Home Government Tech Policy ASD chief hits out at 'myths' surrounding encryption law
Mike Burgess: "Many of the claims about the 'dangerous' nature of the Act are hyperbolic, inaccurate and influenced by self-interest, rather than the national interest." Mike Burgess: "Many of the claims about the 'dangerous' nature of the Act are hyperbolic, inaccurate and influenced by self-interest, rather than the national interest." Courtesy YouTube Featured

Myths have been spread about the Federal Government's newly passed encryption law, according to the director-general of the Australian Signals Directorate, Mike Burgess, who claims that there has been "considerable inaccurate commentary" and has set out to correct what he describes as misconceptions.

In a statement on what he calls the TOLA Act — a neat acronym for the Telecommunications and Other Legislation Amendment (Assistance and Access) Act 2018 — Burgess said firstly it was incorrect to claim that information was no longer safe as those using messaging apps for lawful purposes would not come within the purview of the law.

The law took effect on 6 December after the Labor Party agreed to pass it without any amendments due to the fact that the House of Representatives had risen for the year. Labor leader Bill Shorten says he has secured a pledge that 50 pages of amendments will be passed in the new year, though the government says it has only agreed to consider them.

Burgess said it was also untrue to claim that the new laws had given spy agencies unfettered powers, claiming that there were significant checks and balances.

"Agencies can get a warrant to listen to the phone calls of criminals. Why shouldn’t these same agencies be able to get assistance to read the encrypted messages of criminals when Australian lives and livelihoods are at stake?" he asked.

Burgess also said it a myth to say that Internet security was under threat as the investigations which would be launched under the law would be "highly targeted". "Agencies cannot use the legislation to ask or require companies to create systemic weaknesses which would jeopardise the communications of other users," he added.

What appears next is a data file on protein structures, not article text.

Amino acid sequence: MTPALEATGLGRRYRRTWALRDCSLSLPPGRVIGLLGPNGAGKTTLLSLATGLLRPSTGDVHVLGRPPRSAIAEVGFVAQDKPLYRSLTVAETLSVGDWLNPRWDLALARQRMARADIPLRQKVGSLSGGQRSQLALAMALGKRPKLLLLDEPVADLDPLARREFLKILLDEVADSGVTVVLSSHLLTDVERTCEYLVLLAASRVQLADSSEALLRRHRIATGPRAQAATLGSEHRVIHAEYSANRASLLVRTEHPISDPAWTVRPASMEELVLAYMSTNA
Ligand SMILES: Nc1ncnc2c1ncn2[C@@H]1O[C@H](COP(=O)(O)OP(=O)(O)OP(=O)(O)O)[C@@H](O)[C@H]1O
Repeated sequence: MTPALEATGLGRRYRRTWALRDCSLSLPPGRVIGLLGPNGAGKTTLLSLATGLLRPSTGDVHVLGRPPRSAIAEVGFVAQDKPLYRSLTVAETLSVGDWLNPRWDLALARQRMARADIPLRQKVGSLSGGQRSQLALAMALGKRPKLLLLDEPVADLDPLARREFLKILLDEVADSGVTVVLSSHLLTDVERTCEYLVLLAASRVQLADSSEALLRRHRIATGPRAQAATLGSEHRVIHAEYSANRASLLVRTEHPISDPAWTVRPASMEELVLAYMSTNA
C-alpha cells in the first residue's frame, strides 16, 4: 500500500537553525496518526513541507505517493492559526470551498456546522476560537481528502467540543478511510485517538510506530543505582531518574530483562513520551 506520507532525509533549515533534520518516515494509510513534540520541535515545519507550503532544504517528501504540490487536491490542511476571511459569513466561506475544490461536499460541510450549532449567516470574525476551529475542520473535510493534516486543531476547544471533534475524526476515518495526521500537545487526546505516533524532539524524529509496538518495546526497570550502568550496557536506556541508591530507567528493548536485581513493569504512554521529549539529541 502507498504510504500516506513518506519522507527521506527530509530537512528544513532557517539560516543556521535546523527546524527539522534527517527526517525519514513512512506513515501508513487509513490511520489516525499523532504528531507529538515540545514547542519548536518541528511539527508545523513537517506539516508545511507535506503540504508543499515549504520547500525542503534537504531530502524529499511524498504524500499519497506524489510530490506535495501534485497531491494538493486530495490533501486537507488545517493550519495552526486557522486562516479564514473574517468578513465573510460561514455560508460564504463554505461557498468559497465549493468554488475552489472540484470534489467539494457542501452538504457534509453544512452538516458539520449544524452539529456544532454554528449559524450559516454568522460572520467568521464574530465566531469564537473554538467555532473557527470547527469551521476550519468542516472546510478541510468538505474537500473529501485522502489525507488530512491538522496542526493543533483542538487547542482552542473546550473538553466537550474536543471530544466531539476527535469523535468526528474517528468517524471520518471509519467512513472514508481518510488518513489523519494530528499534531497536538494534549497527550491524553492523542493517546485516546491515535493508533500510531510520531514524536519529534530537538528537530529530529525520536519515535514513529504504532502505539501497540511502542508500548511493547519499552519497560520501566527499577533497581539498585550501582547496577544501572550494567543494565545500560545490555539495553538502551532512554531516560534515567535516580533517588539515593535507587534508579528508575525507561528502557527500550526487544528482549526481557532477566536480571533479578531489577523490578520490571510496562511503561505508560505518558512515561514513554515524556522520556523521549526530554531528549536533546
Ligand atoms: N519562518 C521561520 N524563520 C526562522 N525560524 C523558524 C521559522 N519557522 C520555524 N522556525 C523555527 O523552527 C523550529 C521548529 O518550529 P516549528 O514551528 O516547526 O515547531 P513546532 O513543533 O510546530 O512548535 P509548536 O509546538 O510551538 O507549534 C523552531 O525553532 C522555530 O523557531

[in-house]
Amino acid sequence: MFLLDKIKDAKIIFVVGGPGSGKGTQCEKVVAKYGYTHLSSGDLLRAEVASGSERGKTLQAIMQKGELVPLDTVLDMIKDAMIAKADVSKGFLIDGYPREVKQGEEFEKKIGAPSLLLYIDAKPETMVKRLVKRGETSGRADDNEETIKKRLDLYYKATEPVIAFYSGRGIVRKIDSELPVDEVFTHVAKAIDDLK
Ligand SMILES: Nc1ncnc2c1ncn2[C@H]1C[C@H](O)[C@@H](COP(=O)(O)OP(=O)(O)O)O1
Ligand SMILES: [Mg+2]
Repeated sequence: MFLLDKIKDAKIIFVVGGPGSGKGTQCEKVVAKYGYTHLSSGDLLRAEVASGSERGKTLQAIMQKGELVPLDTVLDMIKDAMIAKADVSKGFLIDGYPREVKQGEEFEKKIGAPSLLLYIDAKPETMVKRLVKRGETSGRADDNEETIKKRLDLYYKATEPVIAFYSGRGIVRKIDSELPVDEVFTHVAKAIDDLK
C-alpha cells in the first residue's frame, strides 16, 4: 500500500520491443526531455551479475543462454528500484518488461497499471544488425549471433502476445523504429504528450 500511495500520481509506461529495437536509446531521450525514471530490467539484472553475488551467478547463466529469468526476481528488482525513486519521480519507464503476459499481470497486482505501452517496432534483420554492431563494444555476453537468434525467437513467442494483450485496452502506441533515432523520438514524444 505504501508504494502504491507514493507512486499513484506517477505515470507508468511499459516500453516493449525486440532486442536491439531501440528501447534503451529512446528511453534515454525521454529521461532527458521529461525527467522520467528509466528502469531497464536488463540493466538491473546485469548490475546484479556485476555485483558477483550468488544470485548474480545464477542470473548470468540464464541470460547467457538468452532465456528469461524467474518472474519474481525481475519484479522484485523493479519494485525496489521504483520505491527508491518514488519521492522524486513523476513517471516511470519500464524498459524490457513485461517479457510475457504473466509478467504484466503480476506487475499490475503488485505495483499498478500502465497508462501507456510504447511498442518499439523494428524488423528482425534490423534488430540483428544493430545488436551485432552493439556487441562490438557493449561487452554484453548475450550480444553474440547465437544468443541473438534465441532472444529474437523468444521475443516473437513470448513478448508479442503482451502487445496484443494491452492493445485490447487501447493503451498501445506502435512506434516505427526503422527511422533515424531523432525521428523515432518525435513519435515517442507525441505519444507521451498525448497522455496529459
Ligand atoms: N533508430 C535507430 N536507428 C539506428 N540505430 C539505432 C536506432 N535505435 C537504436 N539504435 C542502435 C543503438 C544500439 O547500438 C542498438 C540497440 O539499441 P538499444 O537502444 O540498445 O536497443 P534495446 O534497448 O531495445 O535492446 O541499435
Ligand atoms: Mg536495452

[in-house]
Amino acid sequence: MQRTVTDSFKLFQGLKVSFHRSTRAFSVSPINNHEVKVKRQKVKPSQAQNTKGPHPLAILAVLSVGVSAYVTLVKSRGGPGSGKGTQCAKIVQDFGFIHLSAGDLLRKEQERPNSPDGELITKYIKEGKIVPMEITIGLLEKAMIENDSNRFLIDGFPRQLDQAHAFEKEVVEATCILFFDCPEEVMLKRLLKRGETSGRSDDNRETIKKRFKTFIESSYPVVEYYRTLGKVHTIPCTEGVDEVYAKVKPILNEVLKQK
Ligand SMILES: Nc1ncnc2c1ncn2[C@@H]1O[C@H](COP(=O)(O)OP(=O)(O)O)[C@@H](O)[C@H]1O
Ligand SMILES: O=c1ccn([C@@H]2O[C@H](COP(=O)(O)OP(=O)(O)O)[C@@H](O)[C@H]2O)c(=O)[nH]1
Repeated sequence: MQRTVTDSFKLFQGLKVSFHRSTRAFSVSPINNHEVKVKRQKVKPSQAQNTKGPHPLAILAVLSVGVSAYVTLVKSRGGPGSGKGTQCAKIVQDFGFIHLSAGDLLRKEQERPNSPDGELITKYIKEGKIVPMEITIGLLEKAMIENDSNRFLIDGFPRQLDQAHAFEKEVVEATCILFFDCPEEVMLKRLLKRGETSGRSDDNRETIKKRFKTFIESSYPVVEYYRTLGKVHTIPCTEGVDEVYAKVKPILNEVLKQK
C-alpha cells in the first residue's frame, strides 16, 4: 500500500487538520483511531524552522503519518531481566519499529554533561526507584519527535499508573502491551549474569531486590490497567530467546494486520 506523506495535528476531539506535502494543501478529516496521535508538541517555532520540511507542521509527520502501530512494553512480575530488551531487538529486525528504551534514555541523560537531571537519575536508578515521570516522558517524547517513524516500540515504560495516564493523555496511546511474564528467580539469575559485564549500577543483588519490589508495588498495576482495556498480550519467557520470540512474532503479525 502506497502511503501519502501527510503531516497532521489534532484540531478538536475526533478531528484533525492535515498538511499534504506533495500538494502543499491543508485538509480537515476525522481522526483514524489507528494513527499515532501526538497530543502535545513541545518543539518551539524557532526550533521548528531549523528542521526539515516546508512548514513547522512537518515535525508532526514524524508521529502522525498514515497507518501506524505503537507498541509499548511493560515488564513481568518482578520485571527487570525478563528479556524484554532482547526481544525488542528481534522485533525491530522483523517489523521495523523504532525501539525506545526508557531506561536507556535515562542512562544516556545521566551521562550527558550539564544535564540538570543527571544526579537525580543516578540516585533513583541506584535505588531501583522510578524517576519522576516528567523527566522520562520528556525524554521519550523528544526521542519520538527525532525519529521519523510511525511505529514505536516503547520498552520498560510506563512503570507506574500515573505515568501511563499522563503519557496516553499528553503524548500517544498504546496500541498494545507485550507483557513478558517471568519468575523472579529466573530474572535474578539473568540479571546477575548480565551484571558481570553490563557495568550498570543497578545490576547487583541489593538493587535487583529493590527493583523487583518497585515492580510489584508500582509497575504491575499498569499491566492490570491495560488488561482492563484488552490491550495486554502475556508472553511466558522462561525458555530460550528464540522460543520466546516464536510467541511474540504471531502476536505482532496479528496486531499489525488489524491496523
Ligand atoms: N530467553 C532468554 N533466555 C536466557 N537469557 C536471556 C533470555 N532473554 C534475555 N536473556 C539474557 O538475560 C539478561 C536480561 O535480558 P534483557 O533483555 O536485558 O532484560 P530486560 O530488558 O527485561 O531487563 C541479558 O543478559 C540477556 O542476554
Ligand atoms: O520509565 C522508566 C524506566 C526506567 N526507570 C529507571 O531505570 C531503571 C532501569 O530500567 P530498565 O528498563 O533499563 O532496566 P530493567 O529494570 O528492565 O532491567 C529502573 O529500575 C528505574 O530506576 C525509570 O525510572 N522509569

He denied that the law would force technology companies to move their production offshore, a claim that was made by the chairman of encryption technology firm Senetas, Francis Galbally, during a Senate panel hearing.

But Burgess did not offer any evidence to support this statement, apart from saying: "Australia is not the first country to enact this sort of legislation – and we will not be the last. Agencies in the UK already have similar powers and other nations are considering their options. The claims the legislation will drive tech companies offshore are similarly flawed."

He said it was a myth to say there was no way of ensuring that Australian communications would not be jeopardised as the the law had built-in oversight mechanisms, "including oversight from the Inspector-General of Intelligence and Security and the Commonwealth Ombudsman".

Further, the notices that sought or compelled industry assistance to add functionality were also subject to review, through not from sitting judges.

Burgess said another myth being spread was that the ASD would now be able to spy on Australians, pointing out that the agency was focused on foreign intelligence.

He also said the claim that Australian technology companies would suffer in terms of reputation was wrong. To those who have compared the outcome of the ban that Australia has imposed on Chinese telecommunications firm Huawei to what would happen to local tech firms was incorrect because, "It is not in any way an equivalent comparison to the highly-targeted assistance that the Australian Government will be seeking under the TOLA Act".

Burgess said many claims about the law were "hyperbolic, inaccurate and influenced by self-interest, rather than the national interest".

"The true danger is the thing the TOLA Act seeks to prevent: terrorists, paedophiles and other criminals communicating in secret, without law enforcement and security agencies being able to ‘crack their code’," he claimed.

"Australia’s law enforcement and national security agencies do not ask for legislative change lightly or routinely. But when technology evolves, the law should evolve too – so we can continue our mission to keep Australians safe."

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Sam Varghese

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Sam Varghese has been writing for iTWire since 2006, a year after the sitecame into existence. For nearly a decade thereafter, he wrote mostly about free and open source software, based on his own use of this genre of software. Since May 2016, he has been writing across many areas of technology. He has been a journalist for nearly 40 years in India (Indian Express and Deccan Herald), the UAE (Khaleej Times) and Australia (Daily Commercial News (now defunct) and The Age). His personal blog is titled Irregular Expression.

 

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